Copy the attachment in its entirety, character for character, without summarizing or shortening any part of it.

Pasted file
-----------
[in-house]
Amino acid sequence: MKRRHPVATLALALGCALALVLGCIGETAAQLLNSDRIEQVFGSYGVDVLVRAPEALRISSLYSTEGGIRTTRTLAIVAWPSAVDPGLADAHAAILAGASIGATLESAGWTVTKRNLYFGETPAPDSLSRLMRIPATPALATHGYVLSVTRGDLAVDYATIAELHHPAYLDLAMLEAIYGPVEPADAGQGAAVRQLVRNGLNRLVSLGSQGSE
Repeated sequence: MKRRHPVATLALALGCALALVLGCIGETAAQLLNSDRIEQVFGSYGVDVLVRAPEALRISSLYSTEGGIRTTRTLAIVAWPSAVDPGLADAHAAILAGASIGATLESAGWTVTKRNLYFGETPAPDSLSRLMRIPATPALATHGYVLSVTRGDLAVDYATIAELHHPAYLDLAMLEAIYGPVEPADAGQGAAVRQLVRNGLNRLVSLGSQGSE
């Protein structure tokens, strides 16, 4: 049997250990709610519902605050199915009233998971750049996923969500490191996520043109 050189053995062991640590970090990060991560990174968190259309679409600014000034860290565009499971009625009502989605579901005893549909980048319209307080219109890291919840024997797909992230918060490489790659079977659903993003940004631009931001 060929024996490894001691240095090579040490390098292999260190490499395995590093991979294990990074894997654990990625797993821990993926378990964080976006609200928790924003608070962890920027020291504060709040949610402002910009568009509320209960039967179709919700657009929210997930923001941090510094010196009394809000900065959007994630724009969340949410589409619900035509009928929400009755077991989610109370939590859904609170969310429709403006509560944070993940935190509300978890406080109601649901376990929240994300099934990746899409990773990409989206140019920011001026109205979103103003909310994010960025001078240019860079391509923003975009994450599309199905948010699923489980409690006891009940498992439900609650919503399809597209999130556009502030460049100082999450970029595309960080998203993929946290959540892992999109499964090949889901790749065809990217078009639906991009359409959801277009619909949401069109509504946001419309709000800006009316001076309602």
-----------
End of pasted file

[in-house]
Amino acid sequence: MKRRHPVATLALALGCALALVLGCIGETAAQLLNSDRIEQVFGSYGVDVLVRAPEALRISSLYSTEGGIRTTRTLAIVAWPSAVDPGLADAHAAILAGASIGATLESAGWTVTKRNLYFGETPAPDSLSRLMRIPATPALATHGYVLSVTRGDLAVDYATIAELHHPAYLDLAMLEAIYGPVEPADAGQGAAVRQLVRNGLNRLVSLGSQGSE
Repeated sequence: MKRRHPVATLALALGCALALVLGCIGETAAQLLNSDRIEQVFGSYGVDVLVRAPEALRISSLYSTEGGIRTTRTLAIVAWPSAVDPGLADAHAAILAGASIGATLESAGWTVTKRNLYFGETPAPDSLSRLMRIPATPALATHGYVLSVTRGDLAVDYATIAELHHPAYLDLAMLEAIYGPVEPADAGQGAAVRQLVRNGLNRLVSLGSQGSE
């Protein structure tokens, strides 16, 4: 049997250990709610519902605050199915009233998971750049996923969500490191996520043109 050189053995062991640590970090990060991560990174968190259309679409600014000034860290565009499971009625009502989605579901005893549909980048319209307080219109890291919840024997797909992230918060490489790659079977659903993003940004631009931001 060929024996490894001691240095090579040490390098292999260190490499395995590093991979294990990074894997654990990625797993821990993926378990964080976006609200928790924003608070962890920027020291504060709040949610402002910009568009509320209960039967179709919700657009929210997930923001941090510094010196009394809000900065959007994630724009969340949410589409619900035509009928929400009755077991989610109370939590859904609170969310429709403006509560944070993940935190509300978890406080109601649901376990929240994300099934990746899409990773990409989206140019920011001026109205979103103003909310994010960025001078240019860079391509923003975009994450599309199905948010699923489980409690006891009940498992439900609650919503399809597209999130556009502030460049100082999450970029595309960080998203993929946290959540892992999109499964090949889901790749065809990217078009639906991009359409959801277009619909949401069109509504946001419309709000800006009316001076309602």